A couple of years ago, neighbours reacted vigorously against the city’s Grandview-Woodland Community Plan which, in their view, involved too little consultation and proposed too much density and too many high buildings, especially near the Commercial-Broadway SkyTrain Station.
The plan, which was one of the most controversial in recent memory, sets out a vision for the next 30 years that includes 10,000 new residents, towers as high as 24 storeys, $800-million in public benefits and more than 7,000 new homes. . . . the newest iteration, released last weekend, has toned down the tall towers that heightened community concerns and reduced overall residential growth by 25 per cent.
Two new projects should fit nicely into the plan.1 The first is not a church initiative, but it is on land previously owned by First Vancouver Christian Reformed Church (First CRC) and the church has been an active supporter. The second is directly connected to Grandview Calvary Baptist Church.
The Immigration Services Society of BC (ISSofBC) completed its Welcome Centre at 10th Avenue and Victoria Drive this month. An open house event held June 25 on the parking lot of First CRC included a ribbon-cutting ceremony in front of the brand new six-storey building. Deputy Mayor Heather Deal and Vancouver-Fraserview MLA (and Minister of Justice) Suzanne Anton were among the dignitaries represented.
The Welcome Centre is a one-stop housing and support centre for refugees which brings together transitional housing and targeted services under one roof. It was built on land provided by the City of Vancouver, with funding support from the governments of Canada and BC and a wide range of donors (Vancity contributed $1 million).
ISSofBC CEO Patricia Woroch thanked First CRC personally, saying, “They started to welcome us even long before we started construction.” Church members handed out a brochure noting free events they will be offering this summer: family movie nights; tea, coffee and English conversation, and a prayer/reflection space. It noted: “We open our space with the hope of welcome, relationship-building, support and interfaith understanding.”
Co:Here breaking ground
Just nine blocks north on Victoria Drive, Co:Here Housing Community recently held a church-wide ground-breaking at the Grandview Calvary Baptist Church parking lot on the southwest corner of 1st Avenue and Victoria Drive (the church itself is one block west). They will be holding a similar ceremony with government officials (Heather Deal, Suzanne Anton) and representatives from BC Housing, CMHC and Streetohome today (June 30).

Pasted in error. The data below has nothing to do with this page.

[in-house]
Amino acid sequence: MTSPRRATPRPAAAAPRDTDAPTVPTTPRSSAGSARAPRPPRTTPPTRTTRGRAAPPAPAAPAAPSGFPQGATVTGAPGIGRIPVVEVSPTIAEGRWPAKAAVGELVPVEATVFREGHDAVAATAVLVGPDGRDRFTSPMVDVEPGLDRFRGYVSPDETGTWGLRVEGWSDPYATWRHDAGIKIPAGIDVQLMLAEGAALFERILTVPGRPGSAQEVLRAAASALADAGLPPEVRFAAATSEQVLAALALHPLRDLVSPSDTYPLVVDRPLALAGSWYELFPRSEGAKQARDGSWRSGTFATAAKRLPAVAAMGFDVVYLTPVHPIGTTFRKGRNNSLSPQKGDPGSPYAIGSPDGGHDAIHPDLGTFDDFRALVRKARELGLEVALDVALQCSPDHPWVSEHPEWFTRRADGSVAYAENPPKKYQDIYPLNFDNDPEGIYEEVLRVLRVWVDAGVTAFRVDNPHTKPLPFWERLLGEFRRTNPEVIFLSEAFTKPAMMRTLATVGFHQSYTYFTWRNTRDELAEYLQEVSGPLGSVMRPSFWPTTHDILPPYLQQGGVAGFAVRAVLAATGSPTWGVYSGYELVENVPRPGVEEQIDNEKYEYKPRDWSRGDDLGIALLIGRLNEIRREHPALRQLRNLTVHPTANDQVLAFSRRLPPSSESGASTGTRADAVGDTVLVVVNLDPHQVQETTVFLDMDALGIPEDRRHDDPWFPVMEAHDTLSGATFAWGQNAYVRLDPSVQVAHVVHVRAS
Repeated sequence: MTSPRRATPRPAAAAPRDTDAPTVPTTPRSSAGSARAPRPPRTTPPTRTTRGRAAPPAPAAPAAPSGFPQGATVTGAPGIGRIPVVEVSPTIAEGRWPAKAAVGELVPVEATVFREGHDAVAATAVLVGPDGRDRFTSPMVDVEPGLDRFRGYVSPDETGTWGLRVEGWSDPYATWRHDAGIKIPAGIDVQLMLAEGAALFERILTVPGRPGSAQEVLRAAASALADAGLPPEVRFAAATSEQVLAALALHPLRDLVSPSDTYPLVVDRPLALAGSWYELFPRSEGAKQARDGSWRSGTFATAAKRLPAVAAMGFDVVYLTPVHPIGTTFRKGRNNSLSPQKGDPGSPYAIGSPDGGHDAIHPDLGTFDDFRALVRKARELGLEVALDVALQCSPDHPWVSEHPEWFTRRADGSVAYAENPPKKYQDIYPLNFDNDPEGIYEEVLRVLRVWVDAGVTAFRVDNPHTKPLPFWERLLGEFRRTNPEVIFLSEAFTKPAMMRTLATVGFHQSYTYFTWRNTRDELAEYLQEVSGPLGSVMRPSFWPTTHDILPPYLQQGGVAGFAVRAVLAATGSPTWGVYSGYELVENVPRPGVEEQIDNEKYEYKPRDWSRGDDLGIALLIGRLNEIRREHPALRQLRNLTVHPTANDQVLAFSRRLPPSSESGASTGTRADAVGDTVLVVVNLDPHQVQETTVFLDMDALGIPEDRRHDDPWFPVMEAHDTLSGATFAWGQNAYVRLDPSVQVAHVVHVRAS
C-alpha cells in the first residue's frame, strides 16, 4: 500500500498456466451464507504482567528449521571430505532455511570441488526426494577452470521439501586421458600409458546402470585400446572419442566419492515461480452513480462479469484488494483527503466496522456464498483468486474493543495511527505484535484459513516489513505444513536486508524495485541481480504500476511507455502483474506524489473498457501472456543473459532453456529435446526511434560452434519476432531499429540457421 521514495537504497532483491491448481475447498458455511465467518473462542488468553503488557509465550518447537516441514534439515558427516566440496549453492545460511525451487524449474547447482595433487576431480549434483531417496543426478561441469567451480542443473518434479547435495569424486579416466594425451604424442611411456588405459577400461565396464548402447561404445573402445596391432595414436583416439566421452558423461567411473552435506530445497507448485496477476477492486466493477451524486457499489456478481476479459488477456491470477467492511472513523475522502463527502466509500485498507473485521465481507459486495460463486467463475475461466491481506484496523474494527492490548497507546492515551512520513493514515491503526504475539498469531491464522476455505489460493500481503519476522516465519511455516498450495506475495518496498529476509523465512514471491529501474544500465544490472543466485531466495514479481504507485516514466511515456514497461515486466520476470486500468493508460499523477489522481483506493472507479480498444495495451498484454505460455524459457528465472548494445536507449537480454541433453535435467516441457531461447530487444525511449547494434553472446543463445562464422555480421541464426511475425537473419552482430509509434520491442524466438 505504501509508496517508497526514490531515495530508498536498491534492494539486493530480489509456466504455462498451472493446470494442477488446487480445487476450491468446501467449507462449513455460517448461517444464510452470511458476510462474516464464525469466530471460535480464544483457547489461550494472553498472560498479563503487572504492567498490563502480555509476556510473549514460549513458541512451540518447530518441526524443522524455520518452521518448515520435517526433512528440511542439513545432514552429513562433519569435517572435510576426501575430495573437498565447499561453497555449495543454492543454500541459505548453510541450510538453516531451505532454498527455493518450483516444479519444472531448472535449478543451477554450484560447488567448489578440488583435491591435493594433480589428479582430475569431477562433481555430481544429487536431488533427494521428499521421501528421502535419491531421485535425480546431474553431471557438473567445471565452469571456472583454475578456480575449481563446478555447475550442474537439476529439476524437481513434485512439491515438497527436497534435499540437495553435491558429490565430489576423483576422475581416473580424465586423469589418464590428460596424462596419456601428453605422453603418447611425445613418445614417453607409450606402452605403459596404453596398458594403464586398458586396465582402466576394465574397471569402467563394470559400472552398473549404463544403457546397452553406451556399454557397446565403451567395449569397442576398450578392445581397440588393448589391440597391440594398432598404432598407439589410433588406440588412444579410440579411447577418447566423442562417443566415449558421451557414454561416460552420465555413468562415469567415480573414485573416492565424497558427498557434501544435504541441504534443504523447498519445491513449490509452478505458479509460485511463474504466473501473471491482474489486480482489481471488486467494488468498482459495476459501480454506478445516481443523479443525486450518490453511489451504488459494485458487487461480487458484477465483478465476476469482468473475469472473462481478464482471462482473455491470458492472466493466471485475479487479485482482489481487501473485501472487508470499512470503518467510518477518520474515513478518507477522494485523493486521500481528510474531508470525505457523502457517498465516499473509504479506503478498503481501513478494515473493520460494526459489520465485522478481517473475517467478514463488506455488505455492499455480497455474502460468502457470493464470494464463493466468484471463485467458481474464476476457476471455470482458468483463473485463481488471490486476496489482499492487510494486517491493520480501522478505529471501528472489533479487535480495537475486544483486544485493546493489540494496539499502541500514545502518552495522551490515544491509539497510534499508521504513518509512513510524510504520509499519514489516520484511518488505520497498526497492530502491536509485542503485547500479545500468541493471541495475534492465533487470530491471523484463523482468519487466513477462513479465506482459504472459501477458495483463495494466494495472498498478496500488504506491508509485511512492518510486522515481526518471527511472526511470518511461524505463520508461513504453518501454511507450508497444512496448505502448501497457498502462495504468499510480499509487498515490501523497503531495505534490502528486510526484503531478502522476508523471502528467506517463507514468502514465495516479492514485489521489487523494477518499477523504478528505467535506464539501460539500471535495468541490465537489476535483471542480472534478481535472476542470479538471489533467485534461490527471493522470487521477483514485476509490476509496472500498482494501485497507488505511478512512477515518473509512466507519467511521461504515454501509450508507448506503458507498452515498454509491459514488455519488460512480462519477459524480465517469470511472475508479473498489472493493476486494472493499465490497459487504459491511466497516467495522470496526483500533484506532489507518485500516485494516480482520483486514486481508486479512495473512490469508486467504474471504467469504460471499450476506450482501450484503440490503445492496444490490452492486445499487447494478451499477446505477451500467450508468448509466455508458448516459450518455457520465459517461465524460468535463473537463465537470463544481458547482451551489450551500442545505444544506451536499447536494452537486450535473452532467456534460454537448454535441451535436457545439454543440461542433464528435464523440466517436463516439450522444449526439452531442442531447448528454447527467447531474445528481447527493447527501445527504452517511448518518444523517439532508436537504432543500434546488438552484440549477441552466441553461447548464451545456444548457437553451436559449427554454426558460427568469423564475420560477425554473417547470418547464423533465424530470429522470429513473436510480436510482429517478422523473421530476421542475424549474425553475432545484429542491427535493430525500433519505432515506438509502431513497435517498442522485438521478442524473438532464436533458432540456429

Co:Here plans to build a four-story affordable housing complex with 26 units. Grandview Calvary is donating the land, and funding for the project has come from a variety of sources, including individuals, foundations, the city and the province.
The Co:Here housing project is a joint initiative between Grandview Calvary, Salsbury Community Society (which grew out of the church) and their funding partners. Along with three community houses operated by Salsbury in the Commercial Drive neighbourhood, a number of programs have already been initiated by the partners, including: Crossroads Community Meal, JustWork, JustPotters, JustCatering, JustRenos, The Potter’s House Studio, Eastside Story Guild, Stillpointe Urban Retreat Centre, Kinbrace Community Society, Resist Exploitation Embrace Dignity (REED), MOMS (Mothers Offering Mentorship and Support) and CLEAN Break laundry program.
Grandview Calvary pastor Tim Dickau spoke with Rick Cluff about the project on CBC Radio’s Early Edition earlier this year. He said:
One of the characteristics of Jesus was that he welcomed people – and especially people that were on the edges and vulnerable and poor. It’s been part of the church’s mandate throughout history, and it’s one of the strong concerns that we have as a community – how do we make room for those with less, in our neighbourhoods and in our city. . . .
This is one way we feel churches can make a difference. We have land assets; how can we use them to make room for others and to build housing? So that’s one of the reasons we’re excited about this project. We feel like it can be a model for other faith communities to use their land assets in similar ways.
Go here for updated information about the Co:Here project.
1 Following is the second of seven key principles which informed the city’s planning process:
2. Support a range of affordable housing options to meet the diverse needs of the community
* Increase and diversify the housing stock by providing a range of housing forms, unit types and sizes. For low‐ to moderate‐income households this would include social housing, secured market rental houses, secondary rental, as well as more affordable options for ownership.
* Recognize the value of existing affordable and low‐income housing that meets the needs of low‐ and moderate‐income households, with a particular focus on the retention and managed renewal of secure market rental housing.
* Increase options and enhance stability for the vulnerable populations, including seniors, individuals and families experiencing homelessness, those with mental illness and addictions by ensuring access to shelters, as well as encouraging more supportive housing, social housing, and housing that is adaptable and accessible.